Now I Know

I hit the wall awhile back.  Not much longer after my post about regaining momentum, I lost it again.  It’s one of those things that if you don’t seize it by the horns it’s going to take off without you.  I became really scared; what if this becomes some pile of paper in the back of my filing cabinet that was a really “great idea” but never materialized?  I find if I lose the momentum I’m done.  That’s it, it’s no longer a viable script and I can never find the energy or the imagination to pick it up again.  Now if it was solely about finding the “effort” I could try as hard as anyone… problem isn’t the effort, it’s the passion.  The passion goes, the project is a goner. 

You’ll be happy to know that I reincarnated my script into something wonderful on Saturday.  Let me explain the back story first.

I write a story in a very linear, unplanned manner.  It’s the idea I begin with and then I take off with it.  I keep going…then I lose steam.  Why?  Because once the fun is done with the unique idea the world (story world) is old to me, and I’ve got a ton of new literary friends, but they’re yesterday’s news.  I begin to get bored and the passion is gone for those people within that story.

Fantastically I found out that I was en route to becoming passionless about this story (unique idea and all—gasp!) when I noticed the pattern.  I took the time to find out, why was I avoiding my friends in Citizen Vamp land?  Why was I so upset with them?

As you’ll notice I mentioned that loss of passion, but again, why a loss of passion and why now?  A little digging resulted in finding out that the story felt like it was going nowhere and I couldn’t see where my characters would end up… wait, what was that? 

BAM!  Intrigue formed!  Passion regained… where were my characters going?  I tapped my fingertips like Mr Burns in The Simpsons, the lives of my characters in my hands… (Insert evil laugh here.)

Well, I decided now was time for a little planning.  If I happened to go off on some writing tangent then it would be fine if it led to an alternate ending for my characters or stayed on track to the end.  I already had to do this,(months ago) deleting over 15,000 words to redirect the story to a more successful plot, and rein them in from a terrible aside.  The aside was interesting but completely irrelevant to the story… but, enough of that we’ve got to get back to the point.

I developed a plan.  I plotted out each scene (scared they’d all be whacked-out-of-order) and put it in a way that was a visual aid for me.  I put them aside and then took out a piece of paper that I scribbled some intentions for this work on.  What kind of layout/action sequence did I want?  I decided I liked the 3 act structure plus, people are used to following that kind of structure.  So, I looked at what I had, what did I have?  Well, I had two distinct major events with rising/developing action.  Okay, now—where’s this story going?

Well, what’s the major issue?  I identified it and then led on from there to realise that the threat/problem to my main character is actually a very limited and obscure threat.  So, what else is there?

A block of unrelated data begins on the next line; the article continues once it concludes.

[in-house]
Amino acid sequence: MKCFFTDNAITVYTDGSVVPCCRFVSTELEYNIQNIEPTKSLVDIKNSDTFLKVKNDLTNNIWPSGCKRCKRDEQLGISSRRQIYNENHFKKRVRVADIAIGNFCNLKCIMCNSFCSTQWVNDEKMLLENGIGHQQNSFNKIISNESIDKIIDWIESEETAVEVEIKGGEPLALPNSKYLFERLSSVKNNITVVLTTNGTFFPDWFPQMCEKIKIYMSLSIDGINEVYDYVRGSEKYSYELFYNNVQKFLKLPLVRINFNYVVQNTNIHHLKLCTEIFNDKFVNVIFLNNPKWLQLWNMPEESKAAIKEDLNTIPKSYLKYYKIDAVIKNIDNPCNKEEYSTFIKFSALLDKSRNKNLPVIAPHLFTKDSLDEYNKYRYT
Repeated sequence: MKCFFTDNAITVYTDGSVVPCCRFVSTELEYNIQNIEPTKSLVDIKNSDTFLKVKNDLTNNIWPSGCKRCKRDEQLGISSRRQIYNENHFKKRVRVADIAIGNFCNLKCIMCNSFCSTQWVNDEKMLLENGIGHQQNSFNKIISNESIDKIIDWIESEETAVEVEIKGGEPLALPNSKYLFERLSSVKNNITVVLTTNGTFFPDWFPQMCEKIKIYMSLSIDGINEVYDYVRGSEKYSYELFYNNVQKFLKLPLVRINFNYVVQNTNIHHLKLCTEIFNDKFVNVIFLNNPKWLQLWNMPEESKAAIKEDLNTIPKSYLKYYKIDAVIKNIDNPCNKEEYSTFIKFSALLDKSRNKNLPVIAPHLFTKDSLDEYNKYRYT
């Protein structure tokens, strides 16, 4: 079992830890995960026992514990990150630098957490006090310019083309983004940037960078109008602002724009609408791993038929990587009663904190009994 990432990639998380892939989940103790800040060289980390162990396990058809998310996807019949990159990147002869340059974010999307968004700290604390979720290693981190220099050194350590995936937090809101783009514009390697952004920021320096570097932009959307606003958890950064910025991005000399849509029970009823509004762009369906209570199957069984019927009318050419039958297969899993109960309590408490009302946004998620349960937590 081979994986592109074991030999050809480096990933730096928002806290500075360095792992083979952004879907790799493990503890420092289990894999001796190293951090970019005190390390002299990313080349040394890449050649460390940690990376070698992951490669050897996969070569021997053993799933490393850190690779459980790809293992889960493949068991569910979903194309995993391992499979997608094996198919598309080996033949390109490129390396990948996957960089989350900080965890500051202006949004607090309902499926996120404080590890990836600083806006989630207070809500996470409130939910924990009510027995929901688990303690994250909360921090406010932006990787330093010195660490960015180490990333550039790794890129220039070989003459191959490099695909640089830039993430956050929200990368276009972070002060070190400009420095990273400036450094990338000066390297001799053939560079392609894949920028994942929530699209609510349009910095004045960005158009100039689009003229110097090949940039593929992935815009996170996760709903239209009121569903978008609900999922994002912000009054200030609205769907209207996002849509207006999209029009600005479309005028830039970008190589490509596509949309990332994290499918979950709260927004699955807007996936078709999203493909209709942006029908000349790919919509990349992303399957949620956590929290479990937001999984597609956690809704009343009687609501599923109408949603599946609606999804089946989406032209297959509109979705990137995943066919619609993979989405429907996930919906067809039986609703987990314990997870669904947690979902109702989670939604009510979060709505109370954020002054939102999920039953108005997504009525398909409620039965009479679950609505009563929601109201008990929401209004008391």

I went digging around to find some ideas.  I looked into my trusty writer’s pad and found a whole bunch of ideas that had developed both recently and awhile back for this story of mine.  So I found some events and some development scenes that would help.  Finally, scribbled into the corner of one very full page was a hint at what I wanted to include into this novel a couple months ago.  One word: zombies, and then it hit me like a ton of bricks.. Oh yeah!  That’s where I was going! 

No, I’m not going to tell you what I’m thinking or where the novel’s going… you’re just going to have to read it—aren’t you?

In the successful process of analyzing scene by scene where I was going I had also already developed the scenes I needed (bare-bone structure) to finish the novel. I also found I knew where my character was going and was able to go back and find out what scenes I needed to change to ensure the story flowed well and worked together to get the plot organized.  In all, I started with 32 scenes all done.  Of those, I have to change, alter or add to 7 of them.  The scenes I needed to add in between and at the end to finish the story number 17.  Of those 17 some may be split into two or three and others may be tied together into one scene. 

When I finished this I realised that I have way more done then I expected out of the whole project.  Plus, having a number to achieve besides ____ words, was really freeing.  I knew I wanted it to number between 80-100,000 words, but 17 pre-determined scenes is much more manageable.    It was Saturday that I mapped out the remainder and I could finally tell myself how it would end.  Just Friday night my husband asked, “Well, how does it end?” in hopes to help pull me out of my writing funk.  I nearly pulled out my hair when I said, “honestly, I don’t know!” 

Now I do.

Stay tuned.  Friday I’m blogging on the top 5 things I can’t write without. You might be surprised to find out what they are, maybe they’ll help you?

No comments: